1. If you realize that the summer months bring the most business and income, you can plan to set aside funds to provide for the slower and less busy months of the year.
  2. Or let’s say you decide to make a change, like adding a new office, or buying a new piece of equipment, you can use the cash flow projection to know how much of an increase in sales you will need to cover the cost.

Work in the construction realm is often unpredictable, making it impossible to plan for everything.

Planning based on a cash flow projection can help you be more prepared for those changes when they happen.

#2: Helps Keep Track of Overdue Payments

There will be instances when payments become overdue, and with so many suppliers and subcontractors to consider, several payments can be overdue at a time.

Cash flow projections can help keep track of those late payments and can give insight as to when the cash will be available to bring the payments current.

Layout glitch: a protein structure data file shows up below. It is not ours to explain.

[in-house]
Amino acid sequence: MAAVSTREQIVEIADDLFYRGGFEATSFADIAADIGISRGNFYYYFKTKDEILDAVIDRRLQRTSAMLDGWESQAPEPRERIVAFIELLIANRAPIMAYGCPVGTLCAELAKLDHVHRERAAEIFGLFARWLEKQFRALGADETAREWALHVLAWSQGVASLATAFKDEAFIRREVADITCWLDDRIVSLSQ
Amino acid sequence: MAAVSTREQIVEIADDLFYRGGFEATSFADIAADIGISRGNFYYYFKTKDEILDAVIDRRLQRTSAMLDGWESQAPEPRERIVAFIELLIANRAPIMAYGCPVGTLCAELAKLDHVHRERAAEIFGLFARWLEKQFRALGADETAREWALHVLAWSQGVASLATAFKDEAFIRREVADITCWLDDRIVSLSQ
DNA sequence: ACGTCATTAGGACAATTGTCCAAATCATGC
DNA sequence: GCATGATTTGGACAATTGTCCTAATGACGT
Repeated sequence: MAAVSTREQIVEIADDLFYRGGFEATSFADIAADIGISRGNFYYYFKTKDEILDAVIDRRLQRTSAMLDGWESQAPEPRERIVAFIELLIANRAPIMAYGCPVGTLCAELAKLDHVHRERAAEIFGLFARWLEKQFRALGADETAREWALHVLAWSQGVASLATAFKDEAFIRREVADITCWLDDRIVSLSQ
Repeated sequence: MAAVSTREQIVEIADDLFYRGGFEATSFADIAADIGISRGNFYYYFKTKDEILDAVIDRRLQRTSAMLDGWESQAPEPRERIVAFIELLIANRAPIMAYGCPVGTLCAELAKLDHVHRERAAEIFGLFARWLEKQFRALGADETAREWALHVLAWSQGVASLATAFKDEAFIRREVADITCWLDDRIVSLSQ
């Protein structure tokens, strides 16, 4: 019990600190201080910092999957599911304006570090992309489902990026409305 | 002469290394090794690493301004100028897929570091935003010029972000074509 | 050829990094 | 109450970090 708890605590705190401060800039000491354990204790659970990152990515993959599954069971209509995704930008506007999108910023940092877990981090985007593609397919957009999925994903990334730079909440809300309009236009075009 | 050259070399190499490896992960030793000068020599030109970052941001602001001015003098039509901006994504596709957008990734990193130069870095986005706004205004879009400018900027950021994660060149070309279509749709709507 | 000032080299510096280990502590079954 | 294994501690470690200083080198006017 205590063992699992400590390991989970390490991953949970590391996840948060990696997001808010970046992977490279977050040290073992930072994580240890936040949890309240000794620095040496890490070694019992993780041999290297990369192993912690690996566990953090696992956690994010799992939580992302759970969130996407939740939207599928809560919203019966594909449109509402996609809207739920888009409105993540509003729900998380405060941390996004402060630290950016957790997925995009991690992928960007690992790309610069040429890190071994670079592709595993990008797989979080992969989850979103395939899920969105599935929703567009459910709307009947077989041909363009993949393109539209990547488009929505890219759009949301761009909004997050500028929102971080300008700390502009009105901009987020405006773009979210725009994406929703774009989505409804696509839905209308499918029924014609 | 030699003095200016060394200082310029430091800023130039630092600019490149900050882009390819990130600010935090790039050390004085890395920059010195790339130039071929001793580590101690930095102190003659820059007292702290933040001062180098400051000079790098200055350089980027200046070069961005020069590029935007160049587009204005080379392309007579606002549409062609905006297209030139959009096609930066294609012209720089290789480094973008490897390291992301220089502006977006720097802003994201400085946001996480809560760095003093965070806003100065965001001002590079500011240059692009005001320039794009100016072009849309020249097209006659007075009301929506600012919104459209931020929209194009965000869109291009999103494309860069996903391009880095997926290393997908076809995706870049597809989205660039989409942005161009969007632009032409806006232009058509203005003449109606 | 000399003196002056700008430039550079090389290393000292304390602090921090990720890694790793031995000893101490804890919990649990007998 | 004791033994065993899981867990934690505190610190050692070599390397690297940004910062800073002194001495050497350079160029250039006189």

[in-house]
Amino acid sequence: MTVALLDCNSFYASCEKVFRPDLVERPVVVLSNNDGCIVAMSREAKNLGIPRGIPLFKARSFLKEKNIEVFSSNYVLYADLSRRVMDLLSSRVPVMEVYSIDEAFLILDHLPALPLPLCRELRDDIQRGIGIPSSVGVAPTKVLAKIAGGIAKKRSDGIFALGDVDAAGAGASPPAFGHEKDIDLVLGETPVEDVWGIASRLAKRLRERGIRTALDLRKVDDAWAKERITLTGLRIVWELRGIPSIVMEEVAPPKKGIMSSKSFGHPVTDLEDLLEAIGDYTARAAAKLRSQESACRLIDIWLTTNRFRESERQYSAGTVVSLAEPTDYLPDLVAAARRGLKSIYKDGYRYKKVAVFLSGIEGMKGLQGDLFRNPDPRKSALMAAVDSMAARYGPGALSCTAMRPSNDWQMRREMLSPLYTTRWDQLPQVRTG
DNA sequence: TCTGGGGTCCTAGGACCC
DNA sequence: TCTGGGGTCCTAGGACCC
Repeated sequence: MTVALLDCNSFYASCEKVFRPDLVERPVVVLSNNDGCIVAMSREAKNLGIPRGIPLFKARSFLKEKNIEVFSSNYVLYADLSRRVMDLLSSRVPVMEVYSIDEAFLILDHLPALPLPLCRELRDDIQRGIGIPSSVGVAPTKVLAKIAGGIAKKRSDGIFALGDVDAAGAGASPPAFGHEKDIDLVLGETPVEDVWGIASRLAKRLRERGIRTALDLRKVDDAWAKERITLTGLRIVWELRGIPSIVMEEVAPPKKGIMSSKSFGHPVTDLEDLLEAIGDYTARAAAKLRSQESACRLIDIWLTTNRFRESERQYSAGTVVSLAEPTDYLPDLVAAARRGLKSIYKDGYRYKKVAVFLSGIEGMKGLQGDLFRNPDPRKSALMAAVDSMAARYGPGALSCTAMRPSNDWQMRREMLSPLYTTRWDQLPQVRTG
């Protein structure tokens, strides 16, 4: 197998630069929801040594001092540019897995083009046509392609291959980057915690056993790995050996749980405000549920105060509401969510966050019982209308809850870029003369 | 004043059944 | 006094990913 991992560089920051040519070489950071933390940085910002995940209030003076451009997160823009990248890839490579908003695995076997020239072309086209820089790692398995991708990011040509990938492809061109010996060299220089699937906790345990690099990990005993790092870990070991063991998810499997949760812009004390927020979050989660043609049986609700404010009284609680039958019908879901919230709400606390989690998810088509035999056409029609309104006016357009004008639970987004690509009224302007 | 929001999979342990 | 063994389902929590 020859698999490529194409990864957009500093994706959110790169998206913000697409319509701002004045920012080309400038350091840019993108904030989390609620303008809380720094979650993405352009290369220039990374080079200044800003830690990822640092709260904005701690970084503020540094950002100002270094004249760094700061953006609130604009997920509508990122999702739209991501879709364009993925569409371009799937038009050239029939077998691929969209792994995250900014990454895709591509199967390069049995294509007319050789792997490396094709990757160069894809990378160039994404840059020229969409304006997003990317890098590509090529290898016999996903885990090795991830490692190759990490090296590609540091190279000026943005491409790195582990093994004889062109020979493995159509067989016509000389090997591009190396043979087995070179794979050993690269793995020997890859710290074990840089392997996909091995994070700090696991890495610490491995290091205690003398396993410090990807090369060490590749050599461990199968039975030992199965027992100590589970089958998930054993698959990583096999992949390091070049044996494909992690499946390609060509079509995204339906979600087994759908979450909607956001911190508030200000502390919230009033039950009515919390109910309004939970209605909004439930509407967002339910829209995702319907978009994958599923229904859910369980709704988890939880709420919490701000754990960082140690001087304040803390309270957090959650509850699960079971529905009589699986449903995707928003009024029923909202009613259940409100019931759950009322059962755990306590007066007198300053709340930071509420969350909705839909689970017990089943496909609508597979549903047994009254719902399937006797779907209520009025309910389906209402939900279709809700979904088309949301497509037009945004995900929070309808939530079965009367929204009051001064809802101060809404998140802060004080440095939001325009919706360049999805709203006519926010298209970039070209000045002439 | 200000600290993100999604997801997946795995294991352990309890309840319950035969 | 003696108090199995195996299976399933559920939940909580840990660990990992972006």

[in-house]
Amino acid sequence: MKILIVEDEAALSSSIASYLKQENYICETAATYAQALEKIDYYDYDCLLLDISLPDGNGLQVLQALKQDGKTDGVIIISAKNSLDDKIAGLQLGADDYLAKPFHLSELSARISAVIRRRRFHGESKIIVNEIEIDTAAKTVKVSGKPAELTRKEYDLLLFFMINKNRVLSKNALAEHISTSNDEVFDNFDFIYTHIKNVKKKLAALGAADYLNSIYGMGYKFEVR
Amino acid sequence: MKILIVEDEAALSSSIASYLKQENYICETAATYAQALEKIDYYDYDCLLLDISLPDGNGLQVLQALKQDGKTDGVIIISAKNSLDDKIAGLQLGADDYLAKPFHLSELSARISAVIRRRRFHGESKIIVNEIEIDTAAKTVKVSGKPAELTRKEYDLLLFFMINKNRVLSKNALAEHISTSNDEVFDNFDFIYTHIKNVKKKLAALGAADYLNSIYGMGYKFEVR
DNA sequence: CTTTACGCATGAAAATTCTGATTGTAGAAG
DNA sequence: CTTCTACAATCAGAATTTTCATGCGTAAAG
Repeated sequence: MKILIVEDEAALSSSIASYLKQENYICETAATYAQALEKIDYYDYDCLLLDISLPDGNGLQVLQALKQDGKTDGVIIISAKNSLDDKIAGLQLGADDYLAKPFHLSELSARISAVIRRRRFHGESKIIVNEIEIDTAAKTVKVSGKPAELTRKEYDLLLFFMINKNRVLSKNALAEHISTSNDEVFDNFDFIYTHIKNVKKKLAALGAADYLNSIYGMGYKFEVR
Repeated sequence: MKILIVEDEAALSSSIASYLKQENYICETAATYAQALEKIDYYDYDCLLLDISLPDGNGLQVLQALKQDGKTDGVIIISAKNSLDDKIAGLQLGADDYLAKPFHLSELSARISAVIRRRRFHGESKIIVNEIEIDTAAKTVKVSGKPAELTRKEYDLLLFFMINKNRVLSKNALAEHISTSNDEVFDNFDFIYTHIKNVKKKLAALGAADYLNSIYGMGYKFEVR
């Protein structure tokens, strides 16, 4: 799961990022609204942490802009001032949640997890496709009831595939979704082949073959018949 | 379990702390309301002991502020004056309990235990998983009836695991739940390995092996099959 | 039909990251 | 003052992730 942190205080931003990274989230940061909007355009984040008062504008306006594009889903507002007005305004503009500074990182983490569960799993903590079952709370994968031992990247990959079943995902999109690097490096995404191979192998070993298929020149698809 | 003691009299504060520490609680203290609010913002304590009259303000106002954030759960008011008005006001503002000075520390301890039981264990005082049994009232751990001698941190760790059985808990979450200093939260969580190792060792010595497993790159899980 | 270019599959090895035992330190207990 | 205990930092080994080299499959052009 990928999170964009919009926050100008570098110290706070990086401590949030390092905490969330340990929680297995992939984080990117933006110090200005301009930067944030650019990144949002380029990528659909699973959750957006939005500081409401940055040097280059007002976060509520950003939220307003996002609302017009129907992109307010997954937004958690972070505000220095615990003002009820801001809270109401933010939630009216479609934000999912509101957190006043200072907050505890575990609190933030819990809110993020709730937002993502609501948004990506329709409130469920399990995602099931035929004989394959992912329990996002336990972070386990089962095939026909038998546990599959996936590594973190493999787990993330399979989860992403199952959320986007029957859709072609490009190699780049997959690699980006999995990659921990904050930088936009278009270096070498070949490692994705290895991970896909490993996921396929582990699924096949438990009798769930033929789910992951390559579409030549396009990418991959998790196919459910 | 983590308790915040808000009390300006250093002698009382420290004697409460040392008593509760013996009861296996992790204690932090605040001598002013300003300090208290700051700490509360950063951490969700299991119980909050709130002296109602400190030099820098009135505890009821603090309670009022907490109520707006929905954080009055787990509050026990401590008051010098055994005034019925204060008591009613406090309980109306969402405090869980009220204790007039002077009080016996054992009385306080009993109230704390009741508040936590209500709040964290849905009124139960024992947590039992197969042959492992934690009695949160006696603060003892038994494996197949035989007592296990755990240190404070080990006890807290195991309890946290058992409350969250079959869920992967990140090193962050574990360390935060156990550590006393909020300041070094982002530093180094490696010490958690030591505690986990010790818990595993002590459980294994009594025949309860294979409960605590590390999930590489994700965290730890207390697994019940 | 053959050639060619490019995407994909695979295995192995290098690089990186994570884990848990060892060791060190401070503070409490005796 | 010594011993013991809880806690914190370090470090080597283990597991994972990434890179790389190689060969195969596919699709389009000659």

Conversely, contractors can also be affected when they don’t receive payment for their services on time.

It can become a ripple effect — If the contractor isn’t paid on time, he may have difficulty making his payments to subcontractors and suppliers on time.

Flexbase can manage these overdue payments for you and help you get paid faster — 63% faster, in fact — by automatically sending friendly reminders when payments become overdue.

#3: Plan For Cash Gaps

Consistent cash flow can be an issue even for the best contractors because cash can oftentimes come in large sums or at irregular intervals.

Maybe you’ve experienced one or more of these scenarios:

  • You buy materials upfront before being paid by the client.
  • To complete the job on a project, you need to purchase special equipment.
  • You have a gap in between projects.

Any of these situations can drastically affect your cash flow.

Seeing cash gaps before they hit can help you effectively manage your cash flow better to avoid them, or at least be prepared when they come.

#4: Manage Cash Surplus

Cash surplus . . . that’s something everyone desires.

Many contractors experience times when they have a surplus in cash.

Knowing how to manage that surplus is essential to the success of their business.

Knowing when they’ll have surplus cash in the bank, and being able to see where and when the surplus will occur, means that business owners are better able to plan for what to do with the surplus.